At 10:45 am the couple descended the front steps of the city hall, and they set off towards the Appel Quay. The car then went the wrong way, forcing it to stop and reverse. As it was stopped, they came face to face with Gavrilo Princip, who saw Sophie in the car and debated whether he should shoot or not. He later gave contradictory accounts of what happened next. He first claimed to aim at the Archduke, and then he claimed not knowing where he had aimed. He thought he had fired twice, but others heard three shots. One bullet is believed to have gone straight through Franz Ferdinand’s helmet, the other hit Sophie. They were both conscious, and Sophie screamed, “For heaven’s sake, what has happened to you?” She then slumped across her husband’s lap. Franz Ferdinand supposedly managed to utter the words, “Sopherl, Sopherl! Don’t die! Stay alive for our children!” He then slumped forward. Franz Ferdinand was barely conscious as the car raced away from the scene, reportedly repeating, “It is nothing, it is nothing.” Franz Ferdinand died on a chaise longue in a government office and Sophie, who had died in the car during the journey, was laid on an iron bed in an adjoining room.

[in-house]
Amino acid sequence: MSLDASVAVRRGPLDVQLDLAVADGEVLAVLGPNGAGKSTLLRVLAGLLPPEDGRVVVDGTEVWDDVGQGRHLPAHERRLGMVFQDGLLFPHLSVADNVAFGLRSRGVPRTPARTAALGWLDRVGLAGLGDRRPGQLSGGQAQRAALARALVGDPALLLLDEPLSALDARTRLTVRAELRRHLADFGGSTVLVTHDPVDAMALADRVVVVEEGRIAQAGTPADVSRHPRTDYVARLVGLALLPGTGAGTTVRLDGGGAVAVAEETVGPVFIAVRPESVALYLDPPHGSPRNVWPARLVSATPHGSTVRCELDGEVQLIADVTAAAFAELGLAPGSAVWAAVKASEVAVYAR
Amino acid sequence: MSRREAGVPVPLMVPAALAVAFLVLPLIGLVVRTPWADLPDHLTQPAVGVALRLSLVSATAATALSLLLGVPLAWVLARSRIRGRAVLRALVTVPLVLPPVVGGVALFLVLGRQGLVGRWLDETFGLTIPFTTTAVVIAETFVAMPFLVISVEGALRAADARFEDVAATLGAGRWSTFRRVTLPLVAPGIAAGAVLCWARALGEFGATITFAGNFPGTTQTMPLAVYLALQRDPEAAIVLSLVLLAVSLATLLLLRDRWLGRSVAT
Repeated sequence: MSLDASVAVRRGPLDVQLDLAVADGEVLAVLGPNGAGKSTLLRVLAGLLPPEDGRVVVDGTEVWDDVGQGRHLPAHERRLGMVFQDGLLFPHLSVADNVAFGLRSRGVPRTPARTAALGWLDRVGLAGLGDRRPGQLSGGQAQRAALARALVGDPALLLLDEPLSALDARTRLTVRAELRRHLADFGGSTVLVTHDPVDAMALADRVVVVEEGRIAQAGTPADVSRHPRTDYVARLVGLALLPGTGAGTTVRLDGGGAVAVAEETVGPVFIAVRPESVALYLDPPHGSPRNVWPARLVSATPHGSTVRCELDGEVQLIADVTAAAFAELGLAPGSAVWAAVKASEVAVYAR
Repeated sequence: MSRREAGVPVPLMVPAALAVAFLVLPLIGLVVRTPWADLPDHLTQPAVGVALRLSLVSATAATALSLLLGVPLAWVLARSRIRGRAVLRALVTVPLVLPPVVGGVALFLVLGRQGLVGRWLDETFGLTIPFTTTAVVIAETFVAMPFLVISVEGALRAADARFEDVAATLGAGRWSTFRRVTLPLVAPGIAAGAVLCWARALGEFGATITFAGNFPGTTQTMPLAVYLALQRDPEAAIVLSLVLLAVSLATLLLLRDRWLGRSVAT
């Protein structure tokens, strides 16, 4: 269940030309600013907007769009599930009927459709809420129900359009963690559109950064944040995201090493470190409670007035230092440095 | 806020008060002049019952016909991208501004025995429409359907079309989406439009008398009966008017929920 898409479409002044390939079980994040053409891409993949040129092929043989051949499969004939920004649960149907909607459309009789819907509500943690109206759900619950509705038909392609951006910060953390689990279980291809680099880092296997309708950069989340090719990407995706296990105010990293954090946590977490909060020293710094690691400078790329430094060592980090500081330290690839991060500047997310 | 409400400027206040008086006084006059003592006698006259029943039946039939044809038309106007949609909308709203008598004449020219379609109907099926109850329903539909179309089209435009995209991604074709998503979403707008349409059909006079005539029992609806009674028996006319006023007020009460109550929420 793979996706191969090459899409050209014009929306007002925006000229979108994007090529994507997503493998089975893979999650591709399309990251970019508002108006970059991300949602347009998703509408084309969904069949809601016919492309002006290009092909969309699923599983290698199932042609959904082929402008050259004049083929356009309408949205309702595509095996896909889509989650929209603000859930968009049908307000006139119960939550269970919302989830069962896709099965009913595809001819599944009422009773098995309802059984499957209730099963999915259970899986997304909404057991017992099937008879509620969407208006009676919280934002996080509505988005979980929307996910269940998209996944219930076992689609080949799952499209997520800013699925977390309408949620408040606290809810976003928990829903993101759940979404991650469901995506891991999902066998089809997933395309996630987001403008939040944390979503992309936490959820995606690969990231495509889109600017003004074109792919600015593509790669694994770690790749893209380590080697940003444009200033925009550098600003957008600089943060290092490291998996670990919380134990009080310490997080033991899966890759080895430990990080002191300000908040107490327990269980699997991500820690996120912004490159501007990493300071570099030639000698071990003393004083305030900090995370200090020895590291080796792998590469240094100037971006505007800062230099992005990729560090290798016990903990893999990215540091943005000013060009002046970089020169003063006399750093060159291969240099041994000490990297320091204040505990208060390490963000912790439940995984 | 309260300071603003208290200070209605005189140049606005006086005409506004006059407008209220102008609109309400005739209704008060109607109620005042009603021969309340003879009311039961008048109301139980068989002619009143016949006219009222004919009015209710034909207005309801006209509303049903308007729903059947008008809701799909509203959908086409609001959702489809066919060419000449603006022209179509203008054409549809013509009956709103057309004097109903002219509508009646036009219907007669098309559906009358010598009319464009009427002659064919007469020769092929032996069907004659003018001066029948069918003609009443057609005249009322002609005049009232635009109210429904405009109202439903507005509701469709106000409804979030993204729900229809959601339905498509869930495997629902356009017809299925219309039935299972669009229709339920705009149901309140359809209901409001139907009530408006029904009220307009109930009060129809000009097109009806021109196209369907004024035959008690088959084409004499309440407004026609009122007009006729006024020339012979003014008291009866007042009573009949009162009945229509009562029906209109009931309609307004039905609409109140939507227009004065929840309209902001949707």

Sophie and her brothers had just sat for luncheon when the boys’ tutor was suddenly called away from the table. He was informed but decided to wait for Henriette who, as their aunt, was the better person to inform the children, and was on her way. Sophie later recalled, “We ran towards her cheerfully, but she had tears in her eyes.”6 Henriette told them their parents had been wounded and that they should go to church and pray for them. The children did not learn the full truth until the following day. Count Karl von Wuthenau, an uncle, was the one who told young Sophie was had really happened. Sophie recalled, “The anguish was indescribable, and also the feeling of total bewilderment. All our lives, we had known nothing but love and total security. Now suddenly we simply couldn’t imagine what was to become of us.”7